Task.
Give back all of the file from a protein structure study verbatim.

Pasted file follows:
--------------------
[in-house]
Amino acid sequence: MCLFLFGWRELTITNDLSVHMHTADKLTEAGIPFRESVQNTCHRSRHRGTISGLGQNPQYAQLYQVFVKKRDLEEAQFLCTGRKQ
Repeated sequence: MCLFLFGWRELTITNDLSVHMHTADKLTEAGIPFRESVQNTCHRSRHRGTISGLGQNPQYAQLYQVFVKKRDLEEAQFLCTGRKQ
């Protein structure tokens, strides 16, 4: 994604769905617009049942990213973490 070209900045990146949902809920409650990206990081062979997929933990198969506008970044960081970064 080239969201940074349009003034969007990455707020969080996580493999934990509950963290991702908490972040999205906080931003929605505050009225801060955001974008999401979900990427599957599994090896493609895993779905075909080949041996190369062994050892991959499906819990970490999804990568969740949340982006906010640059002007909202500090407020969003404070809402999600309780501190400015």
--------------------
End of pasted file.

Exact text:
[in-house]
Amino acid sequence: MCLFLFGWRELTITNDLSVHMHTADKLTEAGIPFRESVQNTCHRSRHRGTISGLGQNPQYAQLYQVFVKKRDLEEAQFLCTGRKQ
Repeated sequence: MCLFLFGWRELTITNDLSVHMHTADKLTEAGIPFRESVQNTCHRSRHRGTISGLGQNPQYAQLYQVFVKKRDLEEAQFLCTGRKQ
């Protein structure tokens, strides 16, 4: 994604769905617009049942990213973490 070209900045990146949902809920409650990206990081062979997929933990198969506008970044960081970064 080239969201940074349009003034969007990455707020969080996580493999934990509950963290991702908490972040999205906080931003929605505050009225801060955001974008999401979900990427599957599994090896493609895993779905075909080949041996190369062994050892991959499906819990970490999804990568969740949340982006906010640059002007909202500090407020969003404070809402999600309780501190400015």